A 2020 legislative effort to expand early release opportunities for prisoners kicked off Monday morning with exhortations from advocates to think beyond incremental steps and warnings from the Arizona Department of Corrections that it doesn’t have the budget or staff to handle big changes.
Rep. Walter Blackman, R-Snowflake, was stymied in his attempts to pass legislation this session that would allow prisoners to earn more time off for good behavior. While his HB 2270 didn’t rate a committee hearing, he’s now leading an interim committee working on new legislation to give prisoners the ability to earn time off their sentences by completing programs aimed to keep them from reoffending.
“When a person comes into the system and becomes an inmate, they are our responsibility then,” Blackman said. “We have to make sure we are giving folks tools to succeed.”
Other states give prisoners two ways to earn time off their sentences, said Lauren Krisai, a senior analyst with the national Justice Action Network. They can earn “good time” for behaving and avoiding disciplinary actions and “earned time” for participating in programs like GED classes or anger management that are designed to help returning prisoners integrate into society.
“If you follow the rules, than you can get good time credits,” Krisai said. “For earned time, you have to do something proactively”
Arizona offers only good time, at a rate of one day for every six days served. Gov. Doug Ducey signed a bill earlier this year that will allow some nonviolent drug offenders who have completed drug treatment programs to qualify for three days off for every seven served.
However, the Arizona Department of Corrections does not employ enough counselors or officers to provide the drug treatment programs required to earn additional time off sentences required by that new law, said Karen Hellman, the department’s division director for inmate programs and reentry.
She said it was “safe to say” the rehabilitation programs, which make up somewhere between 2% and 12% of the department’s $1.2 billion budget, would need more staff to implement any large-scale efforts to expand earned release programs.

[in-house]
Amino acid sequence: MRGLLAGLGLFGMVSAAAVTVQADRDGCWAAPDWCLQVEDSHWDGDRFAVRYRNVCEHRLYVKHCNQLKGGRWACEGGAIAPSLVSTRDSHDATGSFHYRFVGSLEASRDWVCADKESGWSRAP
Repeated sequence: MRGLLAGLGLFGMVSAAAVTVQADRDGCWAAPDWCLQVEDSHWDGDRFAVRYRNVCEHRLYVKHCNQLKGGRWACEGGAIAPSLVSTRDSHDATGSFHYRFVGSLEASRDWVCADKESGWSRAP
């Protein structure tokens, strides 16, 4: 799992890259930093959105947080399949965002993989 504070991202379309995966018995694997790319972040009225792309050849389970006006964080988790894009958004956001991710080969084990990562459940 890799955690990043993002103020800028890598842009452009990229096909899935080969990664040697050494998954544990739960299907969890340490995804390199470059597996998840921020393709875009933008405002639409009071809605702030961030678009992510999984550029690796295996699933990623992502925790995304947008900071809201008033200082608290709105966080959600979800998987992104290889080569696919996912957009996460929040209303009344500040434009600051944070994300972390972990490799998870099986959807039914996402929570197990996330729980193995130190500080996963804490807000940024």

“We do not have the capacity to treat everyone who needs it,” Hellman said.
Rep. Bret Roberts, R-Maricopa, said he wanted to see more information about the costs of implementing changes to the state’s earned-release programs. Blackman said he plans to ask Krisai and her colleagues at the Justice Action Network to model costs for Arizona.
While implementing new programs would likely have an initial cost, Krisai said states realize savings over time. She said Republican-led states including Oklahoma, Tennessee and Kansas have changed their sentencing laws to reduce time spent in prison without negative consequences.
“When you allow inmates to earn additional credits, that means they’re getting out earlier,” Krisai said. “That’s fewer dollars that are being spent on the prison or the prison bed that person was taking up.”
And providing treatment for inmates with early release as an incentive boosts morale in prisons, she said. Instead of waiting around to be released, they’re actively working on rehabilitation.
Rep. Ben Toma, R-Peoria, said he sees a need for incentives in the prison system. The corrections system is supposed to serve as a consequence to people who commit crimes, he said, but it also needs to work on rehabilitating inmates.
“We’re pretty good at the punishment part of it, perhaps a little too good,” Toma said. “We’re pretty good at the stick thing. Not too much about the carrots.”
Legislative efforts to change criminal justice laws repeatedly stall at the Capitol, where criminal justice advocates say prosecutors carry an outsize influence on lawmakers in the Republican majority. Blackman said Maricopa County Attorney Bill Montgomery declined an invitation to speak publicly to his committee Monday morning, but instead planned to meet privately with Blackman later in the day.
Montgomery is one of several finalists for a vacant Supreme Court seat, and Blackman said he’s spoken with several people interested in serving as county attorney should Montgomery be appointed to the Supreme Court who are interested in pursuing changes to sentencing laws.
“I do not need Mr. Montgomery’s permission to do what I plan to do,” he said.
Caroline Isaacs, Tucson program director of the American Friends Service Committee, implored lawmakers to choose the path forward that will help the most people and make it politically feasible, rather than taking incremental steps just to say they’ve gotten something done.
“We have done incremental,” Isaacs said. “We have continued to do incremental, but there’s no question it is incumbent on us to do the most bold and wide-reaching reform that we can.”